Twenty-six-year-old Heidi Crowter has vowed to take her case to the United Kingdom’s Court of Appeal in a continuing effort to change the 1967 Abortion Act, which allows for abortion up to birth if prenatal testing shows the child is at risk of having “physical or mental abnormalities,” such as Down syndrome.
Crowter—who has Down syndrome herself, lives independently and recently married—says her legal challenge poses a simple question to the government: “Is my life any less valuable as someone who has one extra chromosome?”
Máire Lea-Wilson, 33, is a mother of a son with Down syndrome and one of two claimants who have joined Crowter’s case. She told BBC Radio last week that once doctors discovered her unborn child likely had Down syndrome, they repeatedly encouraged her to abort her son—even two days before giving birth.
“My son is not a defect or an abnormality. I do not cope with him. He is not a burden. He is a PERSON who deserves to be seen and treated equally. That is the point of the case,” Lea-Wilson tweeted, along with a photo of her 2-year-old son, Aidan.
On Sept. 17, two senior High Court judges ruled to dismiss the suit, admitting that the issues that gave rise to the case “generate strong feelings, on all sides of the debate, including sincere differences of view about ethical and religious matters,” but that the court “cannot enter into those controversies.”
The claimants’ lawyer, Paul Conrathe, a solicitor at Sinclairslaw, believes the ruling perpetuates discrimination against people living with Down syndrome.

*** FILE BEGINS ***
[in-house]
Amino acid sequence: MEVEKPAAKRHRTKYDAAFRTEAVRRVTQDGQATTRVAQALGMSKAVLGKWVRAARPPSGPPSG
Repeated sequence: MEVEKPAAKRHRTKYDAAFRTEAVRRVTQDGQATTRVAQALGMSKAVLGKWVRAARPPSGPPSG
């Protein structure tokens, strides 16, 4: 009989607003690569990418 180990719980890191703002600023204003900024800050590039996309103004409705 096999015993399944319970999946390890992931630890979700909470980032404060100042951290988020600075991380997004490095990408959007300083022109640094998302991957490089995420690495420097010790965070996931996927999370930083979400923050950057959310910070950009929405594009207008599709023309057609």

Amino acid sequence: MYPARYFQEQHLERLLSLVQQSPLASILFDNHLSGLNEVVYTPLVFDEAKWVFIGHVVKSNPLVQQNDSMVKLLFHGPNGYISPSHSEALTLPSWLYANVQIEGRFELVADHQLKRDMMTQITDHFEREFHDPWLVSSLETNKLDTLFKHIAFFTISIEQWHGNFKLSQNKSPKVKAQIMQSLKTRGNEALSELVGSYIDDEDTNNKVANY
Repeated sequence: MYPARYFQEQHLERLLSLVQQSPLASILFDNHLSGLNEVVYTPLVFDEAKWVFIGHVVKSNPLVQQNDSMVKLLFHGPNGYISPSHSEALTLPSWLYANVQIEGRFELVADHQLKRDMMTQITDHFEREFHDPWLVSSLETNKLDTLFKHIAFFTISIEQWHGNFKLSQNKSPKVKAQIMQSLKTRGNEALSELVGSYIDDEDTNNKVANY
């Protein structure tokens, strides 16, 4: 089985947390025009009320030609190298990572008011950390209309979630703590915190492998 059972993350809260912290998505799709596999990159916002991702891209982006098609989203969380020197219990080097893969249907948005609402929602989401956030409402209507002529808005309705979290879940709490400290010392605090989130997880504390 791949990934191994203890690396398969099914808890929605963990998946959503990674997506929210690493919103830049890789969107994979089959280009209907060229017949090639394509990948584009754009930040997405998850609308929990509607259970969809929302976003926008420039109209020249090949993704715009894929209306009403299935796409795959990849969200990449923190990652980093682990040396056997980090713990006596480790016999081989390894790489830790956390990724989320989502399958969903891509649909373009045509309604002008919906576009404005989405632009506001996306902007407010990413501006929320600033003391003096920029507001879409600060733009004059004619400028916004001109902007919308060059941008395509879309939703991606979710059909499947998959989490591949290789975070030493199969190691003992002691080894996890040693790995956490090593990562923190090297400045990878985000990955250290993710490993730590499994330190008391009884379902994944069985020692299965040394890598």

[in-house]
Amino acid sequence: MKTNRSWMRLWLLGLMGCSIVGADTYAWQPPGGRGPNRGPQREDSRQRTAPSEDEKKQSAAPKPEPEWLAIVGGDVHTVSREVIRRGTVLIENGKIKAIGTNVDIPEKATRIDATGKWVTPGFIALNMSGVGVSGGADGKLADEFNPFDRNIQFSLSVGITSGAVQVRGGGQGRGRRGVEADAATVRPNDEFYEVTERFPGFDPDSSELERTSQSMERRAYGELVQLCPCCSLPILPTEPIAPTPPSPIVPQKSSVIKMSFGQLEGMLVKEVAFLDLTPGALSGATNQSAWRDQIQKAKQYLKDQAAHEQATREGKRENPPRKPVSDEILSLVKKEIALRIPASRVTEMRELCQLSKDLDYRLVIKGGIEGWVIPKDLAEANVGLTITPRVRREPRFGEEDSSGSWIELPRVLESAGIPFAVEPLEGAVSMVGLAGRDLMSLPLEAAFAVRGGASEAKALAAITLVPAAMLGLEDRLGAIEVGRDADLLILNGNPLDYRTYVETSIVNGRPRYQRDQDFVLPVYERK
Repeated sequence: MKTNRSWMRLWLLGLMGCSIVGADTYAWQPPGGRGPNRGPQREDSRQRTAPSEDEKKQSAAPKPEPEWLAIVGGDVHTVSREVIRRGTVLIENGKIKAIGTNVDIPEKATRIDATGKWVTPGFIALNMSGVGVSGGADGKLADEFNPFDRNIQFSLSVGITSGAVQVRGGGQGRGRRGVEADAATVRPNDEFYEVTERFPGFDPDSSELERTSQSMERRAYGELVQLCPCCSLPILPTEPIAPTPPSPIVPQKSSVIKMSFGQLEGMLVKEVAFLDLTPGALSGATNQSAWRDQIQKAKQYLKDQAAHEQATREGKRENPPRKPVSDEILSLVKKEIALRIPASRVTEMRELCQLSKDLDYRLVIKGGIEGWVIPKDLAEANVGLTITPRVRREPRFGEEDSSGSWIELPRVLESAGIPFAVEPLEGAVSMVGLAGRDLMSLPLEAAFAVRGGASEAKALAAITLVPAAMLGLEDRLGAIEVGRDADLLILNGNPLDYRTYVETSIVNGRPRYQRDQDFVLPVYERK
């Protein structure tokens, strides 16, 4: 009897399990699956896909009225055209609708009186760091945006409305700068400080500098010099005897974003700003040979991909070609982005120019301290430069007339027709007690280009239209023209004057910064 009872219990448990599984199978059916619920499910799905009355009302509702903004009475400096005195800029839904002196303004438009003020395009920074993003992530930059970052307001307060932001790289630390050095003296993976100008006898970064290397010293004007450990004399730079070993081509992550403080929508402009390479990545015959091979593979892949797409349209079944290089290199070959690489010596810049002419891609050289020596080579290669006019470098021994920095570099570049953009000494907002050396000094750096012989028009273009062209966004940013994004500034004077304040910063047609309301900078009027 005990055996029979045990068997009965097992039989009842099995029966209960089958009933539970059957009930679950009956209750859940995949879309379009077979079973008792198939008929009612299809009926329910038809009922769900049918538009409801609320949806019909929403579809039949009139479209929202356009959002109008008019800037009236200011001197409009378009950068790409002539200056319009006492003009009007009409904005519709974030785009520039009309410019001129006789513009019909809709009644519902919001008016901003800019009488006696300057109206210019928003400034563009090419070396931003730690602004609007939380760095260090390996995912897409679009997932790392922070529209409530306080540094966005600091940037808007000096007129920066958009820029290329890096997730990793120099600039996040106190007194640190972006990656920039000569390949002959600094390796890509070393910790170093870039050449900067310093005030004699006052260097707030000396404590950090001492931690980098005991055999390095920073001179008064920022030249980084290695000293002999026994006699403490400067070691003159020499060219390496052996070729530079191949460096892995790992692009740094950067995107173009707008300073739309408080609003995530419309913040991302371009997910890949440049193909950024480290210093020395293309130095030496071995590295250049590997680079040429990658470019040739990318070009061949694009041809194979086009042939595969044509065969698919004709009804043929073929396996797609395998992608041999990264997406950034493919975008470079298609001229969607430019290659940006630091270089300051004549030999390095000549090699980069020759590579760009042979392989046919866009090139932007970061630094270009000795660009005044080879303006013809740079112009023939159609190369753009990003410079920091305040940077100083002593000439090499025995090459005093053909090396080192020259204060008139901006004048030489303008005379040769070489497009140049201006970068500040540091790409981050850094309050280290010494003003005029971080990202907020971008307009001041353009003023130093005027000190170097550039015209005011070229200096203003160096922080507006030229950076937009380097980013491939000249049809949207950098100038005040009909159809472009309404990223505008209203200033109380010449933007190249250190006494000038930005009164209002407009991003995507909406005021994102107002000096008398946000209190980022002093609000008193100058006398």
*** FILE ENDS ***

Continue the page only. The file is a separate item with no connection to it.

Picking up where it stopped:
“The judgment fails to recognize the damaging impact U.K. abortion legislation has upon the mental health and well-being of people with Down syndrome,” he said. “By allowing babies with Down syndrome to be aborted up to birth, unlike neurotypical babies, the law sends a powerful message that the lives of people with Down syndrome are of lesser value.”
While Crowter admitted that the High Court’s ruling was disappointing, she doesn’t plan to give up fighting.
“When [William] Wilberforce wanted to change the law on slavery, he didn’t give up, even when events didn’t always go his way,” she said in a speech from the steps of the High Court on Sept. 17. “And when the going got tough, he kept going. And I’m going to do the same, because I want to see a change in the law to stop babies like me … from being aborted up to birth, because it’s downright discrimination.”
Above: Máire Lea-Wilson (left) and Heidi Crowter (right) outside the Royal Courts of Justice in London, England, on July 6.
Photo: PA Images/Alamy Stock Photo